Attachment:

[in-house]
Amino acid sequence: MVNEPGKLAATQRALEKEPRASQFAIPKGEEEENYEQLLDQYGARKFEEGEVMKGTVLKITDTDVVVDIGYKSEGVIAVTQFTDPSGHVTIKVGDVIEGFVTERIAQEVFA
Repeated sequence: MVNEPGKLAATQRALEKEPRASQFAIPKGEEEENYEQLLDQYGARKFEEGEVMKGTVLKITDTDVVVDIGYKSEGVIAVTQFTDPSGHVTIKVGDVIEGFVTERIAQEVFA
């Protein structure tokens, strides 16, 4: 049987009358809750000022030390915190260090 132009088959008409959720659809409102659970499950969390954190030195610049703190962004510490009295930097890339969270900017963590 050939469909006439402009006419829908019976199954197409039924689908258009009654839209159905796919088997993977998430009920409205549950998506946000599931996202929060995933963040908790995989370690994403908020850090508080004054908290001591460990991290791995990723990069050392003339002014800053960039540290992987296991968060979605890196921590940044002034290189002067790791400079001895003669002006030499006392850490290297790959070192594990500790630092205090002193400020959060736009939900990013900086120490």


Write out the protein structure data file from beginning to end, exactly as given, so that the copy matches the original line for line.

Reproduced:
[in-house]
Amino acid sequence: MVNEPGKLAATQRALEKEPRASQFAIPKGEEEENYEQLLDQYGARKFEEGEVMKGTVLKITDTDVVVDIGYKSEGVIAVTQFTDPSGHVTIKVGDVIEGFVTERIAQEVFA
Repeated sequence: MVNEPGKLAATQRALEKEPRASQFAIPKGEEEENYEQLLDQYGARKFEEGEVMKGTVLKITDTDVVVDIGYKSEGVIAVTQFTDPSGHVTIKVGDVIEGFVTERIAQEVFA
């Protein structure tokens, strides 16, 4: 049987009358809750000022030390915190260090 132009088959008409959720659809409102659970499950969390954190030195610049703190962004510490009295930097890339969270900017963590 050939469909006439402009006419829908019976199954197409039924689908258009009654839209159905796919088997993977998430009920409205549950998506946000599931996202929060995933963040908790995989370690994403908020850090508080004054908290001591460990991290791995990723990069050392003339002014800053960039540290992987296991968060979605890196921590940044002034290189002067790791400079001895003669002006030499006392850490290297790959070192594990500790630092205090002193400020959060736009939900990013900086120490």